In the Marlowe Papers Barber pursues an alternative history, from the one received.
Did Marlowe shuffle off this mortal coil, go to discover countries yet unknown or stay to haunt the works of Shakespeare? Did highly placed friends once again protect him from scandal, serious charges and possibly execution?
The Marlowe Papers offers a highly skilled,enjoyable, even moving account as when Marlowe meets several of the characters that would inform his life. I found it enjoyable not only for the story but for the skill with which it was told. It is a novel, and therefore not to be taken as true. Still as not true stories go it may be closer to the truth than you imagine.
I think you will enjoy it and I hope this was helpful.
Once you sort out the chronology of what is going on, the story is quite gripping. It seems entirely plausible that Marlowe fell foul of various pressures. He was a much more serious thinker and writer than Jonson, but too revolutionary. And getting mixed up in spying is always going to be a dangerous move.
Having just read the Jonson biography by Donaldson, the contrast between the two men is fascinating, both came from relatively "humble" backgrounds. Although, back then a proper trade like shoemaking (Marlowe) or bricklaying (Jonson), if you were successful, is not at all what we today might think of them.
The book will lead me to read a leading source or two for the idea that Marlowe really did write the Shakespeare canon, even if like for the man from Stratford himself, the Earl of Oxford, Francis Bacon and Mary Sidney there is still zero contemporary and relevant personal evidence that any of them wrote the works (see the almost unarguable work of Diana Price, "Shakespeare: The Unorthodox Biography").
While waiting for real, hard evidence to turn up on the authorship question, we will just have to sit back and enjoy the best of the speculative works, of which Ros Barber's book is definitely up there among them.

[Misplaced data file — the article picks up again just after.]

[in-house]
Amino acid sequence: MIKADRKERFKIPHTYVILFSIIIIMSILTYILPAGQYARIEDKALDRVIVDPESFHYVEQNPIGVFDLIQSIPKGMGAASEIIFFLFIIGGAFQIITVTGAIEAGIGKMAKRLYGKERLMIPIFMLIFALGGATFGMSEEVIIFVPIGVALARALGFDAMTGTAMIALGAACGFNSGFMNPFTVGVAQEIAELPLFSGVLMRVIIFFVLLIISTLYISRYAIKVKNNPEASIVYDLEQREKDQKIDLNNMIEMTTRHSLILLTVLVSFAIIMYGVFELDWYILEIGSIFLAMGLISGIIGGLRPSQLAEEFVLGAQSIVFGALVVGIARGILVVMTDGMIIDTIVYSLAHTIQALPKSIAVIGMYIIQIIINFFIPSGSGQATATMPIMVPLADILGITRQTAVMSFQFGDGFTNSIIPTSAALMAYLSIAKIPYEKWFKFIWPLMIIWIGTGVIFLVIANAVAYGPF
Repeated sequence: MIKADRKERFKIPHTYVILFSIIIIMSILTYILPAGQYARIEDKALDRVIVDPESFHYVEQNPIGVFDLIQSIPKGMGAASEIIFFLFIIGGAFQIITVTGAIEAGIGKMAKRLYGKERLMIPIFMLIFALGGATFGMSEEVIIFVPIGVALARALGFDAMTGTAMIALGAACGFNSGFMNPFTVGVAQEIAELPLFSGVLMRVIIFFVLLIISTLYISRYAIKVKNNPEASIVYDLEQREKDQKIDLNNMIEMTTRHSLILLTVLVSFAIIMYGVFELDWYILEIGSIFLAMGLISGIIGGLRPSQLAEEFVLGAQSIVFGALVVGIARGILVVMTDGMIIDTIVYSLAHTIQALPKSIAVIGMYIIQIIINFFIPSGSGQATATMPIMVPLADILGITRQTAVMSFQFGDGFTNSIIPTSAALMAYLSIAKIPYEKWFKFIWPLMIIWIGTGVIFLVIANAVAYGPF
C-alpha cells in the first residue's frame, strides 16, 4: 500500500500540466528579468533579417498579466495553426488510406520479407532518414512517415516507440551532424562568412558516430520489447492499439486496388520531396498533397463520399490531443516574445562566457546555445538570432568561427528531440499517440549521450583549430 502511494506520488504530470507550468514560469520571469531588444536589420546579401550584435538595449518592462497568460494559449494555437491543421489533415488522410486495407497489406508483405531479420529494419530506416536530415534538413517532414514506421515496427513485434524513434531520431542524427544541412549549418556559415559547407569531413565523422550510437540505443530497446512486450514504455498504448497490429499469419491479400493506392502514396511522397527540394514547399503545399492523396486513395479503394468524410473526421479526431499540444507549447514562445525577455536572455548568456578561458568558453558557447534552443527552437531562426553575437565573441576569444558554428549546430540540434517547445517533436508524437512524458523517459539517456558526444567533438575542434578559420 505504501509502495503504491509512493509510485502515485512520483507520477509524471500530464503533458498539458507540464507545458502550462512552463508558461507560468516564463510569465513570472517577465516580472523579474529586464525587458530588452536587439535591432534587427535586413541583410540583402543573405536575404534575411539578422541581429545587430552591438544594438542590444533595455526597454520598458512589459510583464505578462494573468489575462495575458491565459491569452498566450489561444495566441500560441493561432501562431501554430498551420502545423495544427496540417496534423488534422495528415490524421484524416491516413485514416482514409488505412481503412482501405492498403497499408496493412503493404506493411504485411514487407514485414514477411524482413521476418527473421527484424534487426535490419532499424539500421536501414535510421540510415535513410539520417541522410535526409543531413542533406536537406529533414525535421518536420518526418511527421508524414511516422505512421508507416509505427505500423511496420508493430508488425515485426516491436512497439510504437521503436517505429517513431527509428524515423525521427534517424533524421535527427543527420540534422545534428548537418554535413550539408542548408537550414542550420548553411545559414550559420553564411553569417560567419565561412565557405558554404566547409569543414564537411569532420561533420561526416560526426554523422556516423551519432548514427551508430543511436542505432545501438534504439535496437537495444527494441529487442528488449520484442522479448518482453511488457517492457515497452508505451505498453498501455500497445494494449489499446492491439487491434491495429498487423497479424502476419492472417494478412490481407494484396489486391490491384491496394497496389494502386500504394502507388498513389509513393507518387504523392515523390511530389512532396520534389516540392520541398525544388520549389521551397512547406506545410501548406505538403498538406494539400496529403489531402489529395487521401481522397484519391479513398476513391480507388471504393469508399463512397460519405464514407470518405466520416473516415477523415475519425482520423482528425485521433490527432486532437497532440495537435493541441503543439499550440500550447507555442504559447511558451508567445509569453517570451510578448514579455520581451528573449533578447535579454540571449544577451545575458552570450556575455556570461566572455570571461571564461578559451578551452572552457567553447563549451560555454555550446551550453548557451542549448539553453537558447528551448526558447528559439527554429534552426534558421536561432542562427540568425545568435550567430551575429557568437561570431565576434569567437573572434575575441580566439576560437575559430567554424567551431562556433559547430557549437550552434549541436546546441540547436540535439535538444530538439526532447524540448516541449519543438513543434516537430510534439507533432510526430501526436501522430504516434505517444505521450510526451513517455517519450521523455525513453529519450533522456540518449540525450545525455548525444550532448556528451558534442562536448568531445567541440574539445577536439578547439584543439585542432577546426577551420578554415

Before I use too many exclamation marks, I'll calm down.
Have you ever tried a book that wasn't written in prose? It's a nervy prospect - will there by rhymes? Do you need to sing it? Will it make sense?
Just a page or two into The Marlowe Papers and you end up feeling that the style is quite natural while still being a little different. It suits the subject.
And the subject is Christopher Marlowe. Not being a historian I knew only a little about Marlowe - that he was a contemporary of Shakespeare, was quite well-travelled as a spy (allegedly), and died in a tavern brawl. (And none of this from Shakespeare in Love, but A-Level English and Edward II). This book fills in the story, and embellishes it by asking - what if his death was faked, and it was MARLOWE who wrote Shakespeare's plays?...
It is as compelling a read as any thriller. The period detail is brilliant, I could picture the scenes, the man, Tudor London.
And I must confess, it does make you wonder - what if it were true?!
It's very well done, a lovely blank verse style that is by no means hard to read. Made me research Marlowe's history a little more after I'd finished.
Really quite beautiful at times, and a superb book for a group, plenty of material to get your teeth into. I hope being on the Women's Prize longlist brings it a larger readership.